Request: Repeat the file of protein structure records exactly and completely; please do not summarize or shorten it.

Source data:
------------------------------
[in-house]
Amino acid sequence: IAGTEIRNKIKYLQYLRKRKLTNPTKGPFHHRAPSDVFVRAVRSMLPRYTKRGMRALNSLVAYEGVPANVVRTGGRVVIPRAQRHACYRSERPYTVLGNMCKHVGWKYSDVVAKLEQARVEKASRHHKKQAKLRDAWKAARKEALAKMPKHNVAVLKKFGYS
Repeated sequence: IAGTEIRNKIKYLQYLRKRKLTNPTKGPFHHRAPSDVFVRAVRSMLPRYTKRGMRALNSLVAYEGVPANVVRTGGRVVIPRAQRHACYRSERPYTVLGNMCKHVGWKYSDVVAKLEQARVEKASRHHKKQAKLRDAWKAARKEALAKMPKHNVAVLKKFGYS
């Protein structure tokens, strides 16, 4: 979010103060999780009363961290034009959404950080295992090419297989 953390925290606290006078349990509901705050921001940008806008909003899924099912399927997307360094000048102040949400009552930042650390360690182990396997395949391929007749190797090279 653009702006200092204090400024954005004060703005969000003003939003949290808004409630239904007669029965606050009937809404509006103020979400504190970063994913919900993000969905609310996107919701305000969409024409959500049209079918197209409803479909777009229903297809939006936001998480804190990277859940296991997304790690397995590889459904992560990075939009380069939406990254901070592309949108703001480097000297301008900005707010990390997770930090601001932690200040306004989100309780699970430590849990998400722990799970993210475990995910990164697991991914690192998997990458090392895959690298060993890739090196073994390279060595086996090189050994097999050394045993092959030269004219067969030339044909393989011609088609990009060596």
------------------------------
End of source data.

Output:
[in-house]
Amino acid sequence: IAGTEIRNKIKYLQYLRKRKLTNPTKGPFHHRAPSDVFVRAVRSMLPRYTKRGMRALNSLVAYEGVPANVVRTGGRVVIPRAQRHACYRSERPYTVLGNMCKHVGWKYSDVVAKLEQARVEKASRHHKKQAKLRDAWKAARKEALAKMPKHNVAVLKKFGYS
Repeated sequence: IAGTEIRNKIKYLQYLRKRKLTNPTKGPFHHRAPSDVFVRAVRSMLPRYTKRGMRALNSLVAYEGVPANVVRTGGRVVIPRAQRHACYRSERPYTVLGNMCKHVGWKYSDVVAKLEQARVEKASRHHKKQAKLRDAWKAARKEALAKMPKHNVAVLKKFGYS
């Protein structure tokens, strides 16, 4: 979010103060999780009363961290034009959404950080295992090419297989 953390925290606290006078349990509901705050921001940008806008909003899924099912399927997307360094000048102040949400009552930042650390360690182990396997395949391929007749190797090279 653009702006200092204090400024954005004060703005969000003003939003949290808004409630239904007669029965606050009937809404509006103020979400504190970063994913919900993000969905609310996107919701305000969409024409959500049209079918197209409803479909777009229903297809939006936001998480804190990277859940296991997304790690397995590889459904992560990075939009380069939406990254901070592309949108703001480097000297301008900005707010990390997770930090601001932690200040306004989100309780699970430590849990998400722990799970993210475990995910990164697991991914690192998997990458090392895959690298060993890739090196073994390279060595086996090189050994097999050394045993092959030269004219067969030339044909393989011609088609990009060596």